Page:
After a sloppy morning commute, brace for dropping temperatures
BY MAUDLYNE IHEJIRIKA Staff Reporter December 10, 2013 5:15AM
Below-zero wind chills Tuesday didn't keep Tristan, Pitry, 23, of the West Loop, from riding his daily bike ride to work. | Maudlyne Ihejirika~Sun-Times
Updated: January 12, 2014 6:19AM
It’s going to remain cold. Brutally cold, with wind chills of 8 below zero Wednesday.
But you have to take Chicago cold in stride, according to some who have to work outside in such temperatures.
“The key is the right hat and gloves,” said Ron Sutton, 53, of Lockport, a construction worker at a West Loop site Tuesday. “I’ve been doing this 35 years. For this job, you don’t want to overlayer. Otherwise, you’ll overheat.”
Of course, that will be far from a concern throughout the Chicago area, where a winter weather advisory was issued for a storm expected to dump two to four inches.
The National Weather Service advisory is effective midnight Tuesday through 10 a.m. Wednesday, with the heaviest snowfall likely between 5 and 8 a.m.
By Wednesday morning, the Department of Streets and Sanitation had deployed more than 250 snowplows, and the Illinois Tollway said its full fleet of 182 snowplows had hit the roads.
In Chicago, representatives of city departments from Streets and Sanitation to Family and Support Services warned residents at a Tuesday news conference to prepare and take precaution during a cold snap to stick around at least through week’s end.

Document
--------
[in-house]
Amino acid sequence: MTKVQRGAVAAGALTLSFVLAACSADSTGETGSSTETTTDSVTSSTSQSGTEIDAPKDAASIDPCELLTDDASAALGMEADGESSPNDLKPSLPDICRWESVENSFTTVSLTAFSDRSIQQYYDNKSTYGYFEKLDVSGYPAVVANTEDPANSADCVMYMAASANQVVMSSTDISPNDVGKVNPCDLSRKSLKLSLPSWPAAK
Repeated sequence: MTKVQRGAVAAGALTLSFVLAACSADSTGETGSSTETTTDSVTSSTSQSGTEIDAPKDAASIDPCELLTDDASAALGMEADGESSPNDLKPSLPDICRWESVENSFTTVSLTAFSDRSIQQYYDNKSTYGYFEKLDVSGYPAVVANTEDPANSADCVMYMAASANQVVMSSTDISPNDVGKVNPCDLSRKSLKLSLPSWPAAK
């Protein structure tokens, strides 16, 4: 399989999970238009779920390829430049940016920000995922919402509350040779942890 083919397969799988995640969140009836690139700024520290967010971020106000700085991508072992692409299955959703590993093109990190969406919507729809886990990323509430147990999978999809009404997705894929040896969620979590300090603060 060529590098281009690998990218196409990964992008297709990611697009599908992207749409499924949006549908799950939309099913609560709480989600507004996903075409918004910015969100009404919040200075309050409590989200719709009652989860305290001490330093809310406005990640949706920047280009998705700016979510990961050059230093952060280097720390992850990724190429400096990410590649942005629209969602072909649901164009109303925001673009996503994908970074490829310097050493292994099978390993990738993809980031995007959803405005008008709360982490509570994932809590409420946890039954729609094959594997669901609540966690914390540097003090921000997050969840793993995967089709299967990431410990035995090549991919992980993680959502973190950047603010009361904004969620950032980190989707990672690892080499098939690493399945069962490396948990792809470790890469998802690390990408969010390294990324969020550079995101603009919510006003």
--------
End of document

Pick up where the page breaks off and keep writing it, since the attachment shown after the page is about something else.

“City departments are prepared to clean streets . . . and perform well-being checks . . . and we ask residents to help prepare . . . [and] check on their neighbors during extreme temperatures, and to call for assistance when necessary,” Emergency Management & Communications Director Gary Schenkel said.
The Department of Family and Support Services’ six community service centers citywide will double as warming centers from 9-5 p.m. weekdays when temperatures fall below 32 degrees, officials said. However, its Garfield center at 10 S. Kedzie will be open 24 hours, to connect residents to emergency shelters.
Temperatures hit an 18-year low of 1 degree below zero overnight Monday — the first time this early in the season since Dec. 9, 1995, and the coldest in the first 10 days of December since Dec. 10, 1978, according to the weather service.
On Wednesday, temperatures are expected to “free-fall” from about 20 degrees in the morning to about 9 degrees in the afternoon, meteorologist Gino Izzi said. With wind chill, it will feel as low as 8 below zero Wednesday. Temperatures will dip below zero Wednesday night, with wind chills then expected as low as 17 below zero.
Contributing: Sam Charles